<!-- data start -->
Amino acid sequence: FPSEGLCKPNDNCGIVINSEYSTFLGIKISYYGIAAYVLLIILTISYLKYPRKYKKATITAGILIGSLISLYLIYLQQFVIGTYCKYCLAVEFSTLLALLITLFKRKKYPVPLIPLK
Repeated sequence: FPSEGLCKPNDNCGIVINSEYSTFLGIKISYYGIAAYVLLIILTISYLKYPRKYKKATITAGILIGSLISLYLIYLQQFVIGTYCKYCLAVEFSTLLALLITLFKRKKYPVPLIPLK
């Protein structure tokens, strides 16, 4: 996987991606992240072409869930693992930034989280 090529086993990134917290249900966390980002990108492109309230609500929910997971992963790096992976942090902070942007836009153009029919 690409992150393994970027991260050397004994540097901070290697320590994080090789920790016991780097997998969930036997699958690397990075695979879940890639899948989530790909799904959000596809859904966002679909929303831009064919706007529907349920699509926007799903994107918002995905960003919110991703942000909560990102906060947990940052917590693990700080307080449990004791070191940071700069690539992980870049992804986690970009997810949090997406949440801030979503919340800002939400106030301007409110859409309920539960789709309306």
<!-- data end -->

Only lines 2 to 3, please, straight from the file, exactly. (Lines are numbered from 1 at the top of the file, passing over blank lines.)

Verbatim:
Repeated sequence: FPSEGLCKPNDNCGIVINSEYSTFLGIKISYYGIAAYVLLIILTISYLKYPRKYKKATITAGILIGSLISLYLIYLQQFVIGTYCKYCLAVEFSTLLALLITLFKRKKYPVPLIPLK
């Protein structure tokens, strides 16, 4: 996987991606992240072409869930693992930034989280 090529086993990134917290249900966390980002990108492109309230609500929910997971992963790096992976942090902070942007836009153009029919 690409992150393994970027991260050397004994540097901070290697320590994080090789920790016991780097997998969930036997699958690397990075695979879940890639899948989530790909799904959000596809859904966002679909929303831009064919706007529907349920699509926007799903994107918002995905960003919110991703942000909560990102906060947990940052917590693990700080307080449990004791070191940071700069690539992980870049992804986690970009997810949090997406949440801030979503919340800002939400106030301007409110859409309920539960789709309306």